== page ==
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SIS Seminar on Bulk Purchasing of Petroleum
SG's opening statement at SIS Seminar on Bulk Purchasing of Petroleum

5 Oct 2006 02:09:12
SMALLER ISLAND STATES SEMINAR ON BULK
PURCHASING OF PETROLEUM

5 OCTOBER 2006
Suva, Fiji Islands

SECRETARY GENERAL OPENING STATEMENT

A warm welcome to participating Smaller Islands States Representative and all other participants.

The cost of petroleum products has high multiple impacts on everyday life. It is the one factor that affects all sectors, ultimately having an impact on the quality of life of the total population of island countries. Sustained high oil prices have placed immense pressures on subsidies, taxation, and the costs of state-owned companies, and the provision of essential services.

Fair and open competition in fuel supply is extremely rare in Forum Island Countries (FIC). Modern energy supply within each country is characterized by market power situations. This seminar will provide viable options for the achievement of affordable, accessible, available and sustainable energy supplies.

Recent research has established that the uncertainty generated from commodity price fluctuations hampers growth and is associated with increases in poverty. Inability to manage uncertainty weakens the ability of governments to maintain a conducive and stable environment for domestic business and to implement policies and programs to reduce poverty.

Some may consider the Pacific approaching an energy crisis situation. While it is relatively easy to implement measures to guard against supply disruptions, a crisis as a result of sustained high prices remains more difficult to address. Large portions of the Pacific still lack access to modern energy services, and the remainder find it increasingly more difficult to afford the limited access currently enjoyed.

The 2004 SIS Leaders Summit recognized the benefits of collective purchasing for petroleum products and requested the Secretariat to progress the initiative. A recent study indicates that many small-island states in the region are in critical position', due to:

- Exposure to Market Volatility: Petroleum prices have increased significantly over the last twenty-four months by over 62% (rom US$43 to $70/bbl). The market continues to display significant volatility. The SIS are vulnerable to this price volatility and lack access to appropriate mechanisms to manage exposure and effect of further unfavourable price movements;

- Market failure in the procurement and supply of petroleum products, with a lack of effective competition in the market for petroleum supplies. There is usually one market-dominant energy supplier in each country able to extract a degree of monopoly rent through fragmented and inefficient supply chains; and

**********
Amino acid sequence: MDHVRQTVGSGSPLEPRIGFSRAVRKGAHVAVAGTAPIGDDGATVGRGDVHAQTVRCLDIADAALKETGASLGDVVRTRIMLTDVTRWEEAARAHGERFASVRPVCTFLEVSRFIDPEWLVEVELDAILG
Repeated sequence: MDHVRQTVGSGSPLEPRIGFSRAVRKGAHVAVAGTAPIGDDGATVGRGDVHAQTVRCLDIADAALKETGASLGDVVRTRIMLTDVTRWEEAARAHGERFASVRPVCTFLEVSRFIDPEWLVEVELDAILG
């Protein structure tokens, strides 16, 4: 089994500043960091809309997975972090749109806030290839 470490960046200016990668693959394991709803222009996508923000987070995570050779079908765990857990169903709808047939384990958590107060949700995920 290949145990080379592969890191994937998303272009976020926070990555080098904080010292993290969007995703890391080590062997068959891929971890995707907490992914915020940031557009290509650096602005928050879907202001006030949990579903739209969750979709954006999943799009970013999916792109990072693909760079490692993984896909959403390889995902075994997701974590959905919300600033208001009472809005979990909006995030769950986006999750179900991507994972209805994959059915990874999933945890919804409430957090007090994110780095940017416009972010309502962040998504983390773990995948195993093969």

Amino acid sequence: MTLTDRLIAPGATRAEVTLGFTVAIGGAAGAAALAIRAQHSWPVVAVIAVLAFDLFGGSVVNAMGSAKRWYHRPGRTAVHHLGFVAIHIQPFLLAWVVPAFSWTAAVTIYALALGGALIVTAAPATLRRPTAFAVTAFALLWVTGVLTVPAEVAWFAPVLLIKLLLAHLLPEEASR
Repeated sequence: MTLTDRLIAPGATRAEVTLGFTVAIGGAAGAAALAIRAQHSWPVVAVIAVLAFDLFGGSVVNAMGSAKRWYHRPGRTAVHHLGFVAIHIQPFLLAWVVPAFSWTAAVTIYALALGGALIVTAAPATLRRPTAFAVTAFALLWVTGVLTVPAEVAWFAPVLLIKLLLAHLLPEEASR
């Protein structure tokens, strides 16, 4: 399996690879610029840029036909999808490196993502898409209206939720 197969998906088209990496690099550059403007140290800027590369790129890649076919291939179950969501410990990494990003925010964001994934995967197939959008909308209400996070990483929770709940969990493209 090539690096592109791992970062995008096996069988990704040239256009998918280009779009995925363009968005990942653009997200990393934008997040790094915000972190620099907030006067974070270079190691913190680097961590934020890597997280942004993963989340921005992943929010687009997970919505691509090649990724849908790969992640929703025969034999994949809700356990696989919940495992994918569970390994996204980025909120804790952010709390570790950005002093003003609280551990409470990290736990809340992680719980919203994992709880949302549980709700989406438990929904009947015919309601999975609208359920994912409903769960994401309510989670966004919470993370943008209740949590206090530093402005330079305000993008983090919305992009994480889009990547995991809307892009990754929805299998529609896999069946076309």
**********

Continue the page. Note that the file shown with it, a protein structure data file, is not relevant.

- Regulatory failure, with little effective regulation of the market to moderate the impact of market dominance. This reflects a need for skilled and experienced regulators and an improvement in the regulatory framework.

The Secretariat posits a framework agreement approach for the SIS as a mechanism for public-public partnerships to implement solutions to address these key failures and ensure competitive prices are obtained for petroleum products.

The 2006 FEMM recognized that there were a wide range of areas where there is potential for regional co-operation and regional provision of services and directed the Secretariat to closer examination the option of an integrated regional advisory service to provide regulatory support in areas of Foreign Investment, Competition, Access and Price Regulation, and Consumer Protection and Fair Trading. This is an exercise in one specific sector.

This Seminar will present feasible alternatives to mitigate the size and exposure to further shocks' due to volatile commodity prices, while simultaneously addressing the needs of the Forum Principles of Accountability, and the Forum Principles on Regulation. Managing risks in highly volatile commodity markets remains one major challenge for development, especially where the costs of commodities affect the livelihood of the people, government's fiscal revenue, public expenditure, as well as the country's trade balance, foreign reserve and creditworthiness.

The work in this sector is a key component of the Pacific Islands Energy Policy and it is intended that this initiative will support CROP agencies that are charged with increasing the Renewable Energy composition of the Pacific energy mix.

Benefits will be achieved through regional and sub-regional collaboration, with a focus on the coordination of energy policy, energy regulation, energy security and the consolidation of the market through commercial procurement contracts. The alignment, and consistent application of regulatory policy and enforcement across the energy sector is a fundamental building block of this approach.